Contracting Sovereignty

Contracting StatesHenry Farrell over at the Monkey Cage:

Renowned macroeconomist Paul Romer (perhaps the economist most responsible for getting the literature on endogenous growth up and running) has resigned from Berkeley to help start up a new institute dedicated to changing how we think about sovereignty, so as to make it easier both for countries to borrow rule-sets from each other, and perhaps to allow other countries to actively administer parts of their own territory. Romer notes

…we [should] rethink sovereignty (respect borders, but maybe create new systems of administrative control); rethink citizenship (allowing perhaps for voice without residency as well as residency without voice); and rethink scale (instead of focusing on nations, focus on new cities.) If nations are willing to experiment along these lines, they can create new places, places that can give more people access to the kind of rules that they would like to live and work under, and places that can sustain the historical process of entry and innovation in national systems of rules.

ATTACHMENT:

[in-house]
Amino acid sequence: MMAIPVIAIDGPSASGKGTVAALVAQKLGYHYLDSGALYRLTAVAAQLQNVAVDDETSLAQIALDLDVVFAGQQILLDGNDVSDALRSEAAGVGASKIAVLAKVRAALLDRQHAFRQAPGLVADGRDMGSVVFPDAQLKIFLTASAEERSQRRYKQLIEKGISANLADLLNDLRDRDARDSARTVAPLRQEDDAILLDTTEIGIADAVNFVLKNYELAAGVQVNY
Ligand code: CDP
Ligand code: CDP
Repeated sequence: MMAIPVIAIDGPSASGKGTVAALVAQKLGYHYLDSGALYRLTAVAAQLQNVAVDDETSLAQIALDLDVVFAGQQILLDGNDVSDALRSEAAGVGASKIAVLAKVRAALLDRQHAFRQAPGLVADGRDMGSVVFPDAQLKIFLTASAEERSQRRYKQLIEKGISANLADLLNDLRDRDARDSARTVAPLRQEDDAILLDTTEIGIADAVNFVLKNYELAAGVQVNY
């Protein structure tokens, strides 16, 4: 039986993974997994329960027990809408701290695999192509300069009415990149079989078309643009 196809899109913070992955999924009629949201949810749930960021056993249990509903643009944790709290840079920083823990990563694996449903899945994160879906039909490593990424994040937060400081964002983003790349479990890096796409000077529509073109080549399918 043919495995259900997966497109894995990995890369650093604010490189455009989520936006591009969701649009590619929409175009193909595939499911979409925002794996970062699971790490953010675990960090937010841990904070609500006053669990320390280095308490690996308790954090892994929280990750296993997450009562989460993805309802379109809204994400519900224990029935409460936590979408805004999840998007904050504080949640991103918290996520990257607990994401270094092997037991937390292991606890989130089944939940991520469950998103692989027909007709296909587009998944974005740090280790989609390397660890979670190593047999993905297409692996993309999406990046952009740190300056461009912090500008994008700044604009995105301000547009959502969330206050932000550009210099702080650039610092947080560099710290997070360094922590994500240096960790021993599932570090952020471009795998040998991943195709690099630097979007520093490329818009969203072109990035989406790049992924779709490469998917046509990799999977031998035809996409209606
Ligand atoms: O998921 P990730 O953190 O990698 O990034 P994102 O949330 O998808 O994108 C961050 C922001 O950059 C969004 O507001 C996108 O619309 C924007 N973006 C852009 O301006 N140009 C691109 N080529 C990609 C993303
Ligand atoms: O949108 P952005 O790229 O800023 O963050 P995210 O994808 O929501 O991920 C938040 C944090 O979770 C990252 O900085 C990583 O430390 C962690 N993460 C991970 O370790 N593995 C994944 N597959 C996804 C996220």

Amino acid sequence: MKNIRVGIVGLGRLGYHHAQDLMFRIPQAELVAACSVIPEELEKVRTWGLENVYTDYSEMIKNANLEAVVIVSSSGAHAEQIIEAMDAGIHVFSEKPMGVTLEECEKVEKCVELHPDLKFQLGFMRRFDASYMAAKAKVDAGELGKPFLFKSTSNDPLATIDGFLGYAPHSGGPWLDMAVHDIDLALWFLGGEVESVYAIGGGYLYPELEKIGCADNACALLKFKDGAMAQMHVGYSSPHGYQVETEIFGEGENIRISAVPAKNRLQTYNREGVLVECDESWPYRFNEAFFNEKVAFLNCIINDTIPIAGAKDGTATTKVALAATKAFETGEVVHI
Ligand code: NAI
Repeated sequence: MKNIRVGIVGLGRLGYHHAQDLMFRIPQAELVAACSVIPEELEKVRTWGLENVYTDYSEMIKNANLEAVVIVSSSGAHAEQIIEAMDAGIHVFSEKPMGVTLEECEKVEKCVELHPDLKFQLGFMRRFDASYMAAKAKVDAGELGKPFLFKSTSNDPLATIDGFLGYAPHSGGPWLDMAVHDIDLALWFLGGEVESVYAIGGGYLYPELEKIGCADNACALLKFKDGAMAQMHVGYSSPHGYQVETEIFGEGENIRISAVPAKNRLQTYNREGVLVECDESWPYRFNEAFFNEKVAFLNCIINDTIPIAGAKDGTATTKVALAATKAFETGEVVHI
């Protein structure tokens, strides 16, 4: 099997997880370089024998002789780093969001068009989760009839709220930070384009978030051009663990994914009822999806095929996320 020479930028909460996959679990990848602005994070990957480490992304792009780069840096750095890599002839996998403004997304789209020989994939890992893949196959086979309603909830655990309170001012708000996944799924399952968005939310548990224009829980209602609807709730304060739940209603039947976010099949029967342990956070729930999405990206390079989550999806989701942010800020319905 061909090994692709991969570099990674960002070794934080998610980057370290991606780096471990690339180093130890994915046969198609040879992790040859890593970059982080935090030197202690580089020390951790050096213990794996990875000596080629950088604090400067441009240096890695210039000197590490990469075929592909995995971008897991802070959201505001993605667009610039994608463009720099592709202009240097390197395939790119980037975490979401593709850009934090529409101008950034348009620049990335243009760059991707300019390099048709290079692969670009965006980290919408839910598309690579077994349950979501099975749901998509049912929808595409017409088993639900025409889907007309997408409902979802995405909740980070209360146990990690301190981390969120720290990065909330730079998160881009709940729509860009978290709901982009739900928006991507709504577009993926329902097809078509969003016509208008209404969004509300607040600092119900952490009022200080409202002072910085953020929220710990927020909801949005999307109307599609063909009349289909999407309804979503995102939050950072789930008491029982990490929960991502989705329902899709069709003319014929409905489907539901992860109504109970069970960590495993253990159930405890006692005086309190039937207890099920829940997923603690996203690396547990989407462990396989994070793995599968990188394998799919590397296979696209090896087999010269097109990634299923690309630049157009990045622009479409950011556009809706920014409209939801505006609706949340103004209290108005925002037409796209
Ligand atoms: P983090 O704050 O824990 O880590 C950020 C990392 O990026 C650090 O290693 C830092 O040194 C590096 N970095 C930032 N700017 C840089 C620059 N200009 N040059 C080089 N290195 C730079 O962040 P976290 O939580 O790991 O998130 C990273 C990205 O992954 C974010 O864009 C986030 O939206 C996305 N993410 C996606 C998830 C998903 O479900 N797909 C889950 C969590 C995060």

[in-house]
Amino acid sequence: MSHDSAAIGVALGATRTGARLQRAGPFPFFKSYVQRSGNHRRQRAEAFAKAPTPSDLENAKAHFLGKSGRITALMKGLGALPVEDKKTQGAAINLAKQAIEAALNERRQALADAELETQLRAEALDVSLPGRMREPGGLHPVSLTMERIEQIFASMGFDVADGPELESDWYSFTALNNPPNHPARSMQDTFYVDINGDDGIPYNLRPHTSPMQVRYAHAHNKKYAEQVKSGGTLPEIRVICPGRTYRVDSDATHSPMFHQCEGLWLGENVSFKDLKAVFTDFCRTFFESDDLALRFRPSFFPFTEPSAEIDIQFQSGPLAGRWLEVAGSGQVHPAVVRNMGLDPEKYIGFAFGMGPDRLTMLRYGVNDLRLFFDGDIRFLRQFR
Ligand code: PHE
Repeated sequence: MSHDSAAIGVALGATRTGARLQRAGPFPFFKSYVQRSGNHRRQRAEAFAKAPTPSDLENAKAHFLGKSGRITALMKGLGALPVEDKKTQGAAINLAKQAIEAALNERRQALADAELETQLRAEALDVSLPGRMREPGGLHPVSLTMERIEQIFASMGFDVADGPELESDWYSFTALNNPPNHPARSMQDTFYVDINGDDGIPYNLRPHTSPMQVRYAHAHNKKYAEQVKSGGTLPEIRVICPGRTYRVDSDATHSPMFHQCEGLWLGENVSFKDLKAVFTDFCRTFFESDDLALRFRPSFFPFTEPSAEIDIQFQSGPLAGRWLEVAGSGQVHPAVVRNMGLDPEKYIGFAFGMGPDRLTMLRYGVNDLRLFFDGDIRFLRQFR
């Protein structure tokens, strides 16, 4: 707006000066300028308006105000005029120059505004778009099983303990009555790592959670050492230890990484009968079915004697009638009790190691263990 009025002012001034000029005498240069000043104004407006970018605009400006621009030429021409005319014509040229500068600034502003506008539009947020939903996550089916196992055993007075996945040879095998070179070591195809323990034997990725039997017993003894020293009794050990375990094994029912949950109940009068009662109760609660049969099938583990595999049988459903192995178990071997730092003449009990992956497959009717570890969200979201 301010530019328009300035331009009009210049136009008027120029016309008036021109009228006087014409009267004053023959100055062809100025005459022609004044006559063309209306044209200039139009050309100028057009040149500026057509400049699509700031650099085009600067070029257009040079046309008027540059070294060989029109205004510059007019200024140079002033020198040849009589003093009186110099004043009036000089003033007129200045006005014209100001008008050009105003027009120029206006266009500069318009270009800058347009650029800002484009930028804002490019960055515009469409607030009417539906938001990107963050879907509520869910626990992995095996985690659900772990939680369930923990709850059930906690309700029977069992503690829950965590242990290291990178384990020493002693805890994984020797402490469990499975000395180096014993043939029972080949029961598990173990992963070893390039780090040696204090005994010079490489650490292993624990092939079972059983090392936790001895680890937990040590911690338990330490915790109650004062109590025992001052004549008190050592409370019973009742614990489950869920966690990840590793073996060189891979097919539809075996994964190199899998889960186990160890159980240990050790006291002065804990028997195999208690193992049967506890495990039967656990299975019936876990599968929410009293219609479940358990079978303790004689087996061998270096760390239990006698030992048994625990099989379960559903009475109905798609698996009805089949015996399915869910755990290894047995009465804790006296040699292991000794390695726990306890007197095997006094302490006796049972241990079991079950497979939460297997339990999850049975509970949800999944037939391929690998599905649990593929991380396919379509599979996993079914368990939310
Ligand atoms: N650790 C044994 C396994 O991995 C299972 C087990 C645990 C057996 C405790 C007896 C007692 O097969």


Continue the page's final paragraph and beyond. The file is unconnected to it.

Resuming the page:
This is not only not as strange as it sounds, but actually has some considerable empirical precedent, as Alex Cooley and Hendrik Spruyt discuss in their new book, Contracting States (Amazon). State sovereignty is much more frequently abrogated than we think, and many states effectively control bits and pieces of other states’ territories. Sovereignty is not the single unitary phenomenon that it is often taken for, but instead a “a bundle of rights and obligations that are dynamically exchanged and transferred between states.”

The first chapter of Contracting States over at Princeton University Press.